The Phoenix Affirmations byEric ElnesThe Phoenix Affirmations, Eric Elnes (Jossey-Bass, 2006). This volume is a kind of “Here I Stand” declaration for that part of main-line Christianity that is hesitating between re-traditioning or re-configuring into the new Protestantism and/or becoming fully emergent. Elnes, a UCC pastor in Arizona, is a brilliant observer of the intersection between culture and faith [See to understand the full implications of what he is daring] and a clear-eyed student of the theological shifts involved in our current and heated ecclesial discussions. **


Core Texts from and about Emergence Christianity

Emerging Churches: Creating Christian Community in Postmodern Cultures by Eddie Gibbs and Ryan K. Bolger Emerging Churches: Creating Christian Community in Postmodern Cultures, Eddie Gibbs and Ryan K. Bolger (Baker Academic, 2005). I keep this one on my desk top for ready reference. Those who want a field guide to the emergent movement will find it invaluable. Its lists of the churches now within this movement, its precise presentation of how main-line churches are church-planting within the emergent movement, and its brief bios of the major players make this one worth a long look. ***



A Generous Orthodoxy by Brian McLarenA Generous Orthodoxy, Brian McLaren (Zondervan, 2004). While this title has a sub-title, even a casual glance at its cover will tell you why I have not included it here. McLaren is the acknowledged leader of Emergence Christianity, the Martin Luther of our current reformation. Any reader over twenty (and some who are younger) will find much to deplore here and much to applaud. Either way, one should think of this volume as being a kind of contemporary edition of the Ninety-Five Theses tacked to the door of the church in Wittenberg five centuries ago. *****

A New Kind of Christianity: Ten Questions That Are Transforming the Faith ,Bryan McLaren (HarperOne, 2010) is an expansion, richer and fully matured six years later, of the concepts underlying A Generous Orthodoxy. It is also, theologically speaking, "the shot heard around the world," for no other contemporary book in Christian theology has so stirred up the interest, and enlivened the conversation, of Emergence Christians as has this one. It would be essentially impossible, in fact, to understand how and why the battle lines are being drawn both within Emergence Christianity and among the other major communions of the faith without at some point reading what McLaren is saying here. *****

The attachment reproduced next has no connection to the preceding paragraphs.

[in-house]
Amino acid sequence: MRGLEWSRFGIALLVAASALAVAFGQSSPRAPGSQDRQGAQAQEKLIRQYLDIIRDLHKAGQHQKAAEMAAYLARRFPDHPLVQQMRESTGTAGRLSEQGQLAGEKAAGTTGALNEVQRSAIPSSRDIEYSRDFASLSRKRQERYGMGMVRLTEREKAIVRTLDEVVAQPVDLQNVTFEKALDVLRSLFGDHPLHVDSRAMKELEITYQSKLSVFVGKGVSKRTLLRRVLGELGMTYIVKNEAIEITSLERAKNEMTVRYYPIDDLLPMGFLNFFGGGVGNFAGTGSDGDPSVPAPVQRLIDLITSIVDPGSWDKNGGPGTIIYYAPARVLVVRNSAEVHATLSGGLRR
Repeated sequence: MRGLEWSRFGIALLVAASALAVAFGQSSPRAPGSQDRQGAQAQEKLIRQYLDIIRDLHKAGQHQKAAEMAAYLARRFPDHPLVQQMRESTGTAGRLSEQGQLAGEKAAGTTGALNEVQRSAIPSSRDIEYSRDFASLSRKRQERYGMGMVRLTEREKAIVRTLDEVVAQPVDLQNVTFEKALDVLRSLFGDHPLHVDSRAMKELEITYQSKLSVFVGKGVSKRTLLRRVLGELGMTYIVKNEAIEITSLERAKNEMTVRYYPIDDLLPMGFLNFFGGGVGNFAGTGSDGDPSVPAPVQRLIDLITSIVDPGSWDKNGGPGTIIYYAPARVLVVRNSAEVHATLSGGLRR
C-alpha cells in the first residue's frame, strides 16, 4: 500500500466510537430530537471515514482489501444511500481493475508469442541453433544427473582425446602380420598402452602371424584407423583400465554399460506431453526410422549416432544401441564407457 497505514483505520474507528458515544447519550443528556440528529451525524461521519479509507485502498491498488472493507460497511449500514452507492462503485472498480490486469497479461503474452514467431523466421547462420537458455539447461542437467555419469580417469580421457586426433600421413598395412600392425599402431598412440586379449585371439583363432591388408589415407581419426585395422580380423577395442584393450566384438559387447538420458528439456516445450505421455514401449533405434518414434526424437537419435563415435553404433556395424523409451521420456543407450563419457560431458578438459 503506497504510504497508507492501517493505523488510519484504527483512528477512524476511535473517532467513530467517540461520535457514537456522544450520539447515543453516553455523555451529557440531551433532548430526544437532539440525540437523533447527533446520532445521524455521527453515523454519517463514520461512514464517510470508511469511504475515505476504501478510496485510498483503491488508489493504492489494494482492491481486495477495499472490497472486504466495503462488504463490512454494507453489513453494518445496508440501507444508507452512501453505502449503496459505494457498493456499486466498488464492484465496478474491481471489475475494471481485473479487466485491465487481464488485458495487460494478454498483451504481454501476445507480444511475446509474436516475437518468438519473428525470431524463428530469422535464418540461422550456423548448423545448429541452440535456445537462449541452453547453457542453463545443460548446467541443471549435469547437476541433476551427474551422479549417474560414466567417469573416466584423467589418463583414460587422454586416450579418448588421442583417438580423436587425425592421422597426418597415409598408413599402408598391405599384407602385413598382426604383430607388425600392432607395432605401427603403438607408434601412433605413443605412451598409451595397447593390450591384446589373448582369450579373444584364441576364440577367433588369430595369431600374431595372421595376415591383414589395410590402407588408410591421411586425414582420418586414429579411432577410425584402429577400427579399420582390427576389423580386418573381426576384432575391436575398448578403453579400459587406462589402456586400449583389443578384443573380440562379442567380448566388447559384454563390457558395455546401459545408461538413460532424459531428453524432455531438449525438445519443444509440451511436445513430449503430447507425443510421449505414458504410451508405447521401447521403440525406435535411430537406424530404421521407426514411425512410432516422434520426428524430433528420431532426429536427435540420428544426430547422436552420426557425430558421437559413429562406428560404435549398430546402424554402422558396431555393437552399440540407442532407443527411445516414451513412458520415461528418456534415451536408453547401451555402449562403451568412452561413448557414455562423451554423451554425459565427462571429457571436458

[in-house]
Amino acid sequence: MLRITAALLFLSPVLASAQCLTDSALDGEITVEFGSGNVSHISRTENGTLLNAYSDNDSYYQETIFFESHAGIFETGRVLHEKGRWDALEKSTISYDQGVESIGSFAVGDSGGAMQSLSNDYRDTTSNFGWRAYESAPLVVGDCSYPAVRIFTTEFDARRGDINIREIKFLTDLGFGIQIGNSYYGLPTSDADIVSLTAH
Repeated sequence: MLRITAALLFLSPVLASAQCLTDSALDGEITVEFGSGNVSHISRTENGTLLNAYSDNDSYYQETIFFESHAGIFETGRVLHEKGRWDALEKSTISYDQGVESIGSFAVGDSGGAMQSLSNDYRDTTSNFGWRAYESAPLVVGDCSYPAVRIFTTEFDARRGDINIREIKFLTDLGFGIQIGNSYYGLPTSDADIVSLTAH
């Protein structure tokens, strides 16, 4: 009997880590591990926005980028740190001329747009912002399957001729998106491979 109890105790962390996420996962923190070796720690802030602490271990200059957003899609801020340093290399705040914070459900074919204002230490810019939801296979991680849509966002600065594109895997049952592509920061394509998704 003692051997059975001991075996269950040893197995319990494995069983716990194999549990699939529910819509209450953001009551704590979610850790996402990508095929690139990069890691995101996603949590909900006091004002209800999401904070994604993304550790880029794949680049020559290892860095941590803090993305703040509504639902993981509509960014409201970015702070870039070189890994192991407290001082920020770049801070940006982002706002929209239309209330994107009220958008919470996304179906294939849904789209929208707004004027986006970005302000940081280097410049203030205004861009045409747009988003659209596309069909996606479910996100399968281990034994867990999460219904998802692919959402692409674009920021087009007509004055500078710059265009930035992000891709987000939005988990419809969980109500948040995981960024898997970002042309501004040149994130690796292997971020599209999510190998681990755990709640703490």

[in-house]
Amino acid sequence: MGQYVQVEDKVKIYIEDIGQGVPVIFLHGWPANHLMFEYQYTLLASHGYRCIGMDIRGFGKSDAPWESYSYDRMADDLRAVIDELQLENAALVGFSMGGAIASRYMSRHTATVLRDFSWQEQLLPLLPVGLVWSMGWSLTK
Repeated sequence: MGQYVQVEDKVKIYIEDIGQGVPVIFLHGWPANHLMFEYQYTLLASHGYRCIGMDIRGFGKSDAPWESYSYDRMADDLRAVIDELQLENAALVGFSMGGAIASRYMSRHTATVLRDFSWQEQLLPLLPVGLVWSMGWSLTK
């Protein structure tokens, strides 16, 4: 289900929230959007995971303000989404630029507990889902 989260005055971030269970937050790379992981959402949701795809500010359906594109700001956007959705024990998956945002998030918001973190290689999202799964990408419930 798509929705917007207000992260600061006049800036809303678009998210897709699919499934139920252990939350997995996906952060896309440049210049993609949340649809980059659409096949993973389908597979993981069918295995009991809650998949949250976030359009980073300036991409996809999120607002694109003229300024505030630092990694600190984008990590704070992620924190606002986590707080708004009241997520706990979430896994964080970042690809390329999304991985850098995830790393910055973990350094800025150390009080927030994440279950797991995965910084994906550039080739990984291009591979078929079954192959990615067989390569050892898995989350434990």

verything Must Change: Jesus, Global Crises, and A Revolution of Hope by Brian McLarenEverything Must Change: Jesus, Global Crises, and A Revolution of Hope, Brian McLaren (Nelson, 2007). While hardly light reading, this fairly  recent statement from McLaren is nonetheless the clearest and most energized exposition to date of the radical world vision of the emergent movement in this country.




An Emergent Manifesto of Hope edited by  Doug Pagitt and Tony JonesAn Emergent Manifesto of Hope, Doug Pagitt and Tony Jones, eds (Baker, 2007). This is a candid, thorough, and dynamic collection of essays by some two dozen leaders of the Great Emergence. Anyone even mildly curious about what emergent and the next Christianity are, will be well served by three or four hours with these men and women…not to mention being deeply assured and affirmed by the passion of their faith and vocation even as they give to the Church a new face and a new way of doing its business. **


A Christianity Worth Believing by Doug Pagitt A Christianity Worth Believing, Doug Pagitt (Jossey-Bass, pbk 2009). This very lively, candid, and accessible book gives voice and body to the basic theology of the Great Emergence in a way that most previous essays have failed to do. It also enjoys a sub-title that’s worth looking up just for the joy of reading it…and the book is even better. ****




The New Christians: Dispatches from the Emergent Frontier by Tony JonesThe New Christians: Dispatches from the Emergent Frontier, Tony Jones (Jossey-Bass, 2008). Jones, who has been intimately involved in emergent Christianity and in emergent village from its inception, is a brilliant apologist for emergent theology and sensibilities. He is also an accessible and brilliant explicator of all these things. Every student of emergent thought should read this one carefully.  ****